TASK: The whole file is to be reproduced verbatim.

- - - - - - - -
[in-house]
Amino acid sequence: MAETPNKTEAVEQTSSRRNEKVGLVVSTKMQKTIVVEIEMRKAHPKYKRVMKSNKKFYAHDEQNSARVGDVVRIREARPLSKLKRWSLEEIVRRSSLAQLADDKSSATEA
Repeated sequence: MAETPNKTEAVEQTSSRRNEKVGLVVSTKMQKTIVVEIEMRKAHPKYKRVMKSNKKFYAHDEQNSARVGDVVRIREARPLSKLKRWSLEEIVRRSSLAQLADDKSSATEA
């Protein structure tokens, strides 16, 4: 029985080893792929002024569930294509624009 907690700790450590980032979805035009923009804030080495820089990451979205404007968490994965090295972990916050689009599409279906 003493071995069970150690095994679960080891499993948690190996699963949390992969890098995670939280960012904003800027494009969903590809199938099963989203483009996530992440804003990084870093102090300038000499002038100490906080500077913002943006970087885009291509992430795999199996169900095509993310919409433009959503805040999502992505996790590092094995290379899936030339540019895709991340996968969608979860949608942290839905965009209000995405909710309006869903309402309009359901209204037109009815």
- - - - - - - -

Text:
[in-house]
Amino acid sequence: MAETPNKTEAVEQTSSRRNEKVGLVVSTKMQKTIVVEIEMRKAHPKYKRVMKSNKKFYAHDEQNSARVGDVVRIREARPLSKLKRWSLEEIVRRSSLAQLADDKSSATEA
Repeated sequence: MAETPNKTEAVEQTSSRRNEKVGLVVSTKMQKTIVVEIEMRKAHPKYKRVMKSNKKFYAHDEQNSARVGDVVRIREARPLSKLKRWSLEEIVRRSSLAQLADDKSSATEA
């Protein structure tokens, strides 16, 4: 029985080893792929002024569930294509624009 907690700790450590980032979805035009923009804030080495820089990451979205404007968490994965090295972990916050689009599409279906 003493071995069970150690095994679960080891499993948690190996699963949390992969890098995670939280960012904003800027494009969903590809199938099963989203483009996530992440804003990084870093102090300038000499002038100490906080500077913002943006970087885009291509992430795999199996169900095509993310919409433009959503805040999502992505996790590092094995290379899936030339540019895709991340996968969608979860949608942290839905965009209000995405909710309006869903309402309009359901209204037109009815």